5 things to do in Montreal with your friends

Montréal is only Canada’s second-largest city, but its cool and eclectic mix of culture, history, and art places it at the top of most curious and adventurous travellers’ bucket lists.

The city sits on an island, menus and street signs are available in both English and French, there are thousands of lovely and reasonably priced places to stay…

Should we continue? If you’re looking for the perfect Montréal itinerary (but don’t know where to start), don’t worry; we’ve got you covered. Here are 5 of Montreal’s most amazing things to do.

Sip a beer (or two) at one of Montréal’s pubs or breweries

In Montréal, it’s easy to find good beer. Don’t worry, beer drinkers: there are plenty of brew pubs throughout the city, and you should be able to stumble upon one or two every few blocks.

Each offers classic drafts as well as unique finds, including both domestic and international brews. If you don’t know where to begin, the best way to discover brewery in Montreal is to find a brewery tour of the most famous breweries in the city!

Go on a street art treasure hunt in Montréal

Street art has become one of Montréal’s core visual identities over the last few decades, hidden in alleys, on rooftops, in parking lots, and covering local businesses and restaurants.

The city took an active role in promoting local artists in 1961, even requiring public bundling projects to devote 1% of their budget to arts initiatives.

Since then, over 3,500 public works have been created, and there is even an annual festival, MURAL Montréal, that celebrates Montréal’s street art every June.

A guided tour is recommended for serious street art enthusiasts. However, if you’re travelling on a tight budget, you can simply go for a walk. Almost every street has something to offer.

Dance and have fun at Igloofest

Igloo Fest, Montréal’s coolest electronic music festival, brings the heat in the cold of winter. Every January, thousands of music fans congregate (and bundle up) at the Old Port Quays for two weeks of icy cold jams.

Visit Igloofest’s massive igloo village, compete in the annual “Iglooswag” snowsuit contest, and keep warm with an endless supply of hot beverages.

When we say “bundle up,” we mean it. Temperatures can be freezing (around -30). Wear layers underneath your snowsuit and protect your fingers, toes, and eyes from the wind and cold.

Eat some poutine at La Banquise

If there’s one thing we know for certain, it’s that Montréalers adore poutine. For those who don’t live in the Northeast, poutine is a traditional Quebec dish made up of hot greasy french fries, squeaky cheese curds, and a healthy heap of fresh brown gravy.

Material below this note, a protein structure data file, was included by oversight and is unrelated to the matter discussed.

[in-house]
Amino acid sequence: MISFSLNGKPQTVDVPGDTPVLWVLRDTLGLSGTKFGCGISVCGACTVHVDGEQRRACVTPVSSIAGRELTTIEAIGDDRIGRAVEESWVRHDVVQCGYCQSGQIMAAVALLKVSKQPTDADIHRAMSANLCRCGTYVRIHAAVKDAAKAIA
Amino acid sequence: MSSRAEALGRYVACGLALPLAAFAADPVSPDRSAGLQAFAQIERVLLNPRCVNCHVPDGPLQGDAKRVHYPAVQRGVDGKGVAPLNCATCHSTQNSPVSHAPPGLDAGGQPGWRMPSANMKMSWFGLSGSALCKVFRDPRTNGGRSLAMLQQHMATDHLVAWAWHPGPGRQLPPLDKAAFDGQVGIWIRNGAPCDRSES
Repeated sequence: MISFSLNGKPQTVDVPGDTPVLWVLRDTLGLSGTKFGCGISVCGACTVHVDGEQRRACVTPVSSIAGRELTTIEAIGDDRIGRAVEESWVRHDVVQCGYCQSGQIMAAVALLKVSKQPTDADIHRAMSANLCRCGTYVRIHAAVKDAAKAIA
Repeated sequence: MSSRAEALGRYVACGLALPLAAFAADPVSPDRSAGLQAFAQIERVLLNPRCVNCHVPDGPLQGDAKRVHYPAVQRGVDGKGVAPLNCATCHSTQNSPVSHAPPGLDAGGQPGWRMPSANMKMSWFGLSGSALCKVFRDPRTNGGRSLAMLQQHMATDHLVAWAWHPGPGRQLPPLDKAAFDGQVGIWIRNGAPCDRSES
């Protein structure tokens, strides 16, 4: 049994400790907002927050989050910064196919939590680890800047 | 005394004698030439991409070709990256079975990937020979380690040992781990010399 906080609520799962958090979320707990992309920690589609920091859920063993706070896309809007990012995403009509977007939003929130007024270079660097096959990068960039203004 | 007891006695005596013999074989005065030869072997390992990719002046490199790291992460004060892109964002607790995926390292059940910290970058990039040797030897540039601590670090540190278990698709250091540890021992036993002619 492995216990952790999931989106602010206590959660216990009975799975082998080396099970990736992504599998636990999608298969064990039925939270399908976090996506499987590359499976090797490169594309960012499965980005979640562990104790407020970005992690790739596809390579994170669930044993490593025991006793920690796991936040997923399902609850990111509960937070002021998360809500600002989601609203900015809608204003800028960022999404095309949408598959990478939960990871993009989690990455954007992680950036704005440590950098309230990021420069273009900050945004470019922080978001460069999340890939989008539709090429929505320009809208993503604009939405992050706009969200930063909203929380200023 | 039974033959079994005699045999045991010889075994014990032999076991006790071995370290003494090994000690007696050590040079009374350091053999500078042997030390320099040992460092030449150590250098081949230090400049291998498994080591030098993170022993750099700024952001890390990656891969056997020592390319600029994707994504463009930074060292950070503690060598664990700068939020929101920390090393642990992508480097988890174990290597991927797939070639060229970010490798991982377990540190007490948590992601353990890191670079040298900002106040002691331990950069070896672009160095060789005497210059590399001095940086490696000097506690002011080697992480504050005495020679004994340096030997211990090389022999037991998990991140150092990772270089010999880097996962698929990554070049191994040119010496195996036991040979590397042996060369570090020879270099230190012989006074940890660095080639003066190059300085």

Does that sound strange? Yep. Absolutely delectable? Sure thing. La Banquise is the place to go for the full Montréal poutine experience.

This bright and colourful restaurant has a large menu (we’re talking 30+ unique poutine dishes), vegan options, and really cool Montréal nightlife vibes (did we mention they’re open 24 hours a day?).

Waiting in line at La Banquise during peak hours (dinner to late night, Friday-Sunday) is insane. You can almost always count on a long line of hungry people down the sidewalk. Try to visit during the week, and lunch may be the best option.

Hike Mont Royal to witness a golden sunrise

Okay, so it’s not technically a mountain, but Mont Royal is one of the best hikes near the city. This big ole hill has deep roots that date back to 1535, when Jacques Cartier discovered the land and named it Mont Royal after the incredible views (the city of Montréal was later named after it).

Mont Royal can now be explored in a variety of ways. Depending on your level of fitness, you can hike, bike, take the bus, or drive to the summit and Mont Royal Lookout.

There are also lakes, pavilions, and gift shops, so take your time and explore everything this hilly landscape has to offer.

If you’re looking for some physical activity (while avoiding the crowds), head to the Outremont Summit and surrounding parks.

There are no signs, and getting there by public transportation is difficult, but once you find it (the side entrance is in a residential area of Mont-Royal Blvd), you’ll be greeted by pristine woods, winding slopes, and a treasure at the summit: a solitary stone lookout.

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